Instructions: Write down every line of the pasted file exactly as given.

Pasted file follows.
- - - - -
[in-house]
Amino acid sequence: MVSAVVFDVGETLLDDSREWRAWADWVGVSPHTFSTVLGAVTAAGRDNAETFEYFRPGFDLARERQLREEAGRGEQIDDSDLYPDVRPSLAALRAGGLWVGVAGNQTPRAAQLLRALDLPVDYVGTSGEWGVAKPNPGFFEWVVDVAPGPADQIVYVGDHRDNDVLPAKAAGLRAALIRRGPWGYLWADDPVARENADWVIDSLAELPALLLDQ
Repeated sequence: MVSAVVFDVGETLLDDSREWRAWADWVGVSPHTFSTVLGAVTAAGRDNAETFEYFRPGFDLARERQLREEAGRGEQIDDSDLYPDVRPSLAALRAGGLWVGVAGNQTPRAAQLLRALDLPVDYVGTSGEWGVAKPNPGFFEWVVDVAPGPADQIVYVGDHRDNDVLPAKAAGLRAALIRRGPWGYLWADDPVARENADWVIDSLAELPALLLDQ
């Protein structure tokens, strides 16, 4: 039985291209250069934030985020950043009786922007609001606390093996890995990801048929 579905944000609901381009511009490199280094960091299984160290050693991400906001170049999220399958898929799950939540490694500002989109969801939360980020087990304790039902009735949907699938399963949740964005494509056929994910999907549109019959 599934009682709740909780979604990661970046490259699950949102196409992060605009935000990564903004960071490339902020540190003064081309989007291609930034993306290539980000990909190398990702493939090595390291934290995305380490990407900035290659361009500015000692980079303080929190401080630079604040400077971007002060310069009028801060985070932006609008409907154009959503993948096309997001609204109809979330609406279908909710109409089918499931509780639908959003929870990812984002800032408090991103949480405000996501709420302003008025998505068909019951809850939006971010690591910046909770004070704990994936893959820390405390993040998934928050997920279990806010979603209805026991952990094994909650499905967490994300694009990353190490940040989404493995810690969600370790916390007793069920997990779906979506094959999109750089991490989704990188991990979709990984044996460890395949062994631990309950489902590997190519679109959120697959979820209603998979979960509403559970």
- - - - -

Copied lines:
[in-house]
Amino acid sequence: MVSAVVFDVGETLLDDSREWRAWADWVGVSPHTFSTVLGAVTAAGRDNAETFEYFRPGFDLARERQLREEAGRGEQIDDSDLYPDVRPSLAALRAGGLWVGVAGNQTPRAAQLLRALDLPVDYVGTSGEWGVAKPNPGFFEWVVDVAPGPADQIVYVGDHRDNDVLPAKAAGLRAALIRRGPWGYLWADDPVARENADWVIDSLAELPALLLDQ
Repeated sequence: MVSAVVFDVGETLLDDSREWRAWADWVGVSPHTFSTVLGAVTAAGRDNAETFEYFRPGFDLARERQLREEAGRGEQIDDSDLYPDVRPSLAALRAGGLWVGVAGNQTPRAAQLLRALDLPVDYVGTSGEWGVAKPNPGFFEWVVDVAPGPADQIVYVGDHRDNDVLPAKAAGLRAALIRRGPWGYLWADDPVARENADWVIDSLAELPALLLDQ
């Protein structure tokens, strides 16, 4: 039985291209250069934030985020950043009786922007609001606390093996890995990801048929 579905944000609901381009511009490199280094960091299984160290050693991400906001170049999220399958898929799950939540490694500002989109969801939360980020087990304790039902009735949907699938399963949740964005494509056929994910999907549109019959 599934009682709740909780979604990661970046490259699950949102196409992060605009935000990564903004960071490339902020540190003064081309989007291609930034993306290539980000990909190398990702493939090595390291934290995305380490990407900035290659361009500015000692980079303080929190401080630079604040400077971007002060310069009028801060985070932006609008409907154009959503993948096309997001609204109809979330609406279908909710109409089918499931509780639908959003929870990812984002800032408090991103949480405000996501709420302003008025998505068909019951809850939006971010690591910046909770004070704990994936893959820390405390993040998934928050997920279990806010979603209805026991952990094994909650499905967490994300694009990353190490940040989404493995810690969600370790916390007793069920997990779906979506094959999109750089991490989704990188991990979709990984044996460890395949062994631990309950489902590997190519679109959120697959979820209603998979979960509403559970």